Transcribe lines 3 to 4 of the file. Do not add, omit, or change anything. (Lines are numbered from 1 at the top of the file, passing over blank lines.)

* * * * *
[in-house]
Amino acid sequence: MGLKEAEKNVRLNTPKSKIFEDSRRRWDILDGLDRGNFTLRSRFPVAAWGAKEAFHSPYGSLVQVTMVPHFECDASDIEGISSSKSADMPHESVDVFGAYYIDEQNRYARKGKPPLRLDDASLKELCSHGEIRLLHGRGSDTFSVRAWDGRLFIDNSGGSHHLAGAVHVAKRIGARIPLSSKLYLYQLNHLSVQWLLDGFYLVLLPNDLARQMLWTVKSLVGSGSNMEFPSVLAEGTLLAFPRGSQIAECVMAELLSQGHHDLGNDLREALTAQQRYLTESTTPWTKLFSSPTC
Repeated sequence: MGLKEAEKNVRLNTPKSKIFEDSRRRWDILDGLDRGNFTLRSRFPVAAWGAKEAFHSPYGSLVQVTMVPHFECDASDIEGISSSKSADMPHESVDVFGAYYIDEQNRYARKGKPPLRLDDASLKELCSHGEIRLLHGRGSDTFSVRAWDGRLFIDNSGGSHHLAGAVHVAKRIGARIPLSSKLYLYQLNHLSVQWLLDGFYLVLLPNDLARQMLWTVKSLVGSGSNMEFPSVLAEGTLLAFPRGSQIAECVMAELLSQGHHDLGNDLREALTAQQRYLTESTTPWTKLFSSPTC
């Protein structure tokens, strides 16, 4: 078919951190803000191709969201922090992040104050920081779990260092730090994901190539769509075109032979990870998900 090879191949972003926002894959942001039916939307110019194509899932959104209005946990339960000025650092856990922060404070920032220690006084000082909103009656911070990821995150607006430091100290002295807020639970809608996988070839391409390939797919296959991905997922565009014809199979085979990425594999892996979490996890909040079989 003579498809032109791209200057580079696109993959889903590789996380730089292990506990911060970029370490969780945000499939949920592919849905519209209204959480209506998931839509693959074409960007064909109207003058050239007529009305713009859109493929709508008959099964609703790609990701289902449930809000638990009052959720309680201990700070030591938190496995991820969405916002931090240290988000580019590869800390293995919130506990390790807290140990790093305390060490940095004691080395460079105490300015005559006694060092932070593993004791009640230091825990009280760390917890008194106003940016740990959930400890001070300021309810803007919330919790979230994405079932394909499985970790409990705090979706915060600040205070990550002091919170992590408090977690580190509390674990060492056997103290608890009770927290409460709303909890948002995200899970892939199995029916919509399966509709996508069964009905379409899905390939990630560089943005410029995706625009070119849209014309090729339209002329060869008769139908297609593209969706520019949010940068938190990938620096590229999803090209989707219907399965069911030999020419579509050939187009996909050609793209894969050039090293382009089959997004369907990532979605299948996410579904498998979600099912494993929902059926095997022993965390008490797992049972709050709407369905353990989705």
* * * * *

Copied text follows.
Repeated sequence: MGLKEAEKNVRLNTPKSKIFEDSRRRWDILDGLDRGNFTLRSRFPVAAWGAKEAFHSPYGSLVQVTMVPHFECDASDIEGISSSKSADMPHESVDVFGAYYIDEQNRYARKGKPPLRLDDASLKELCSHGEIRLLHGRGSDTFSVRAWDGRLFIDNSGGSHHLAGAVHVAKRIGARIPLSSKLYLYQLNHLSVQWLLDGFYLVLLPNDLARQMLWTVKSLVGSGSNMEFPSVLAEGTLLAFPRGSQIAECVMAELLSQGHHDLGNDLREALTAQQRYLTESTTPWTKLFSSPTC
């Protein structure tokens, strides 16, 4: 078919951190803000191709969201922090992040104050920081779990260092730090994901190539769509075109032979990870998900 090879191949972003926002894959942001039916939307110019194509899932959104209005946990339960000025650092856990922060404070920032220690006084000082909103009656911070990821995150607006430091100290002295807020639970809608996988070839391409390939797919296959991905997922565009014809199979085979990425594999892996979490996890909040079989 003579498809032109791209200057580079696109993959889903590789996380730089292990506990911060970029370490969780945000499939949920592919849905519209209204959480209506998931839509693959074409960007064909109207003058050239007529009305713009859109493929709508008959099964609703790609990701289902449930809000638990009052959720309680201990700070030591938190496995991820969405916002931090240290988000580019590869800390293995919130506990390790807290140990790093305390060490940095004691080395460079105490300015005559006694060092932070593993004791009640230091825990009280760390917890008194106003940016740990959930400890001070300021309810803007919330919790979230994405079932394909499985970790409990705090979706915060600040205070990550002091919170992590408090977690580190509390674990060492056997103290608890009770927290409460709303909890948002995200899970892939199995029916919509399966509709996508069964009905379409899905390939990630560089943005410029995706625009070119849209014309090729339209002329060869008769139908297609593209969706520019949010940068938190990938620096590229999803090209989707219907399965069911030999020419579509050939187009996909050609793209894969050039090293382009089959997004369907990532979605299948996410579904498998979600099912494993929902059926095997022993965390008490797992049972709050709407369905353990989705």